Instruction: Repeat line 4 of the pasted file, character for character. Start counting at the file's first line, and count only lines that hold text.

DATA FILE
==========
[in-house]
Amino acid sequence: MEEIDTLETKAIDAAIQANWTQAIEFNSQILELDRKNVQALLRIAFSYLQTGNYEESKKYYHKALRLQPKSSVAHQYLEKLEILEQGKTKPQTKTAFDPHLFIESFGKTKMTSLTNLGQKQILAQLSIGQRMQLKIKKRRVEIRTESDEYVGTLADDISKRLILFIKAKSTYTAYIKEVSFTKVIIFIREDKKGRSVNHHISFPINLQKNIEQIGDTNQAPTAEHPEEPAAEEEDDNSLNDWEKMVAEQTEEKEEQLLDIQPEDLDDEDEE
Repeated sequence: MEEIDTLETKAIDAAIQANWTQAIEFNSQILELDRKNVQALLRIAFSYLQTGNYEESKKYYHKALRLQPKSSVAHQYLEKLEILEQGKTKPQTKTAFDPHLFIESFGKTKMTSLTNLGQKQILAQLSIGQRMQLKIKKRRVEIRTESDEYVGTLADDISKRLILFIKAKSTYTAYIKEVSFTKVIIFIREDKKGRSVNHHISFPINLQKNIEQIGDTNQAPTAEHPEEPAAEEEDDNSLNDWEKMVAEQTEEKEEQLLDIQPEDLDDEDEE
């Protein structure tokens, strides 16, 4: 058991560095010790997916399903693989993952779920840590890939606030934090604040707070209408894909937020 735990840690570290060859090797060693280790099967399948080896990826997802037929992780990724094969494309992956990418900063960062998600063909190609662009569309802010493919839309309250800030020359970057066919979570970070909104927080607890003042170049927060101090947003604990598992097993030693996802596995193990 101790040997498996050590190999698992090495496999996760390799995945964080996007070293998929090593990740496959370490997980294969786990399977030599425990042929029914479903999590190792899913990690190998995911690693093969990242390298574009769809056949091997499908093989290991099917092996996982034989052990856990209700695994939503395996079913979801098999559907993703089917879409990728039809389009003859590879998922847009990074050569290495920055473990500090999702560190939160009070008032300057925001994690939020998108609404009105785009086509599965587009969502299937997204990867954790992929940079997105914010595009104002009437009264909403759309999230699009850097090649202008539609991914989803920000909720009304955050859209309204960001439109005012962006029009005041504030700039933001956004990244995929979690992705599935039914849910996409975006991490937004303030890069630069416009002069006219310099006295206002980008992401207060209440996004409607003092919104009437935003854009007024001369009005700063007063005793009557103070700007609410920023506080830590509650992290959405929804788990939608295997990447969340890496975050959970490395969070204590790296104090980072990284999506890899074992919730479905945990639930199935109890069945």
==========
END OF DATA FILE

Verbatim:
């Protein structure tokens, strides 16, 4: 058991560095010790997916399903693989993952779920840590890939606030934090604040707070209408894909937020 735990840690570290060859090797060693280790099967399948080896990826997802037929992780990724094969494309992956990418900063960062998600063909190609662009569309802010493919839309309250800030020359970057066919979570970070909104927080607890003042170049927060101090947003604990598992097993030693996802596995193990 101790040997498996050590190999698992090495496999996760390799995945964080996007070293998929090593990740496959370490997980294969786990399977030599425990042929029914479903999590190792899913990690190998995911690693093969990242390298574009769809056949091997499908093989290991099917092996996982034989052990856990209700695994939503395996079913979801098999559907993703089917879409990728039809389009003859590879998922847009990074050569290495920055473990500090999702560190939160009070008032300057925001994690939020998108609404009105785009086509599965587009969502299937997204990867954790992929940079997105914010595009104002009437009264909403759309999230699009850097090649202008539609991914989803920000909720009304955050859209309204960001439109005012962006029009005041504030700039933001956004990244995929979690992705599935039914849910996409975006991490937004303030890069630069416009002069006219310099006295206002980008992401207060209440996004409607003092919104009437935003854009007024001369009005700063007063005793009557103070700007609410920023506080830590509650992290959405929804788990939608295997990447969340890496975050959970490395969070204590790296104090980072990284999506890899074992919730479905945990639930199935109890069945």